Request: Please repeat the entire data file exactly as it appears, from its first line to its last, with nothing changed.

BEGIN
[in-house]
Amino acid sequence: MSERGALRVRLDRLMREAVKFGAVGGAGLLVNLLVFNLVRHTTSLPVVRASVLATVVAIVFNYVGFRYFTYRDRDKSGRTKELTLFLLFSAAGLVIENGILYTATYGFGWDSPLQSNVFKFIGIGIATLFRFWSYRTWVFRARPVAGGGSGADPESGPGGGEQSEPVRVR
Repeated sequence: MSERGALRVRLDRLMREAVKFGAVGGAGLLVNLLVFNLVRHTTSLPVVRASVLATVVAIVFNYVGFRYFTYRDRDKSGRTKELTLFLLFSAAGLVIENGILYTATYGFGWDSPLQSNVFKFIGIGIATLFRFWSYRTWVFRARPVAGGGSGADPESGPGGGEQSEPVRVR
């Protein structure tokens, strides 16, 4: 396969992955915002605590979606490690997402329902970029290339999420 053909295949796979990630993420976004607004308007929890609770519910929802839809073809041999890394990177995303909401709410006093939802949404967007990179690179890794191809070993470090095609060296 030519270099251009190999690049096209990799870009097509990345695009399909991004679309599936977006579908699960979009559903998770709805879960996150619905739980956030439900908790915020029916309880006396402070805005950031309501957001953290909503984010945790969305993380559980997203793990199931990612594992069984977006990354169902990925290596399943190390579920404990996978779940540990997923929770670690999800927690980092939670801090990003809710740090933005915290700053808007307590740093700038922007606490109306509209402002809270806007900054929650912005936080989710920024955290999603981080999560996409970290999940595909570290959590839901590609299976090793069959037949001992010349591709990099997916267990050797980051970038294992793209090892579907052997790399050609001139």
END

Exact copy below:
[in-house]
Amino acid sequence: MSERGALRVRLDRLMREAVKFGAVGGAGLLVNLLVFNLVRHTTSLPVVRASVLATVVAIVFNYVGFRYFTYRDRDKSGRTKELTLFLLFSAAGLVIENGILYTATYGFGWDSPLQSNVFKFIGIGIATLFRFWSYRTWVFRARPVAGGGSGADPESGPGGGEQSEPVRVR
Repeated sequence: MSERGALRVRLDRLMREAVKFGAVGGAGLLVNLLVFNLVRHTTSLPVVRASVLATVVAIVFNYVGFRYFTYRDRDKSGRTKELTLFLLFSAAGLVIENGILYTATYGFGWDSPLQSNVFKFIGIGIATLFRFWSYRTWVFRARPVAGGGSGADPESGPGGGEQSEPVRVR
């Protein structure tokens, strides 16, 4: 396969992955915002605590979606490690997402329902970029290339999420 053909295949796979990630993420976004607004308007929890609770519910929802839809073809041999890394990177995303909401709410006093939802949404967007990179690179890794191809070993470090095609060296 030519270099251009190999690049096209990799870009097509990345695009399909991004679309599936977006579908699960979009559903998770709805879960996150619905739980956030439900908790915020029916309880006396402070805005950031309501957001953290909503984010945790969305993380559980997203793990199931990612594992069984977006990354169902990925290596399943190390579920404990996978779940540990997923929770670690999800927690980092939670801090990003809710740090933005915290700053808007307590740093700038922007606490109306509209402002809270806007900054929650912005936080989710920024955290999603981080999560996409970290999940595909570290959590839901590609299976090793069959037949001992010349591709990099997916267990050797980051970038294992793209090892579907052997790399050609001139």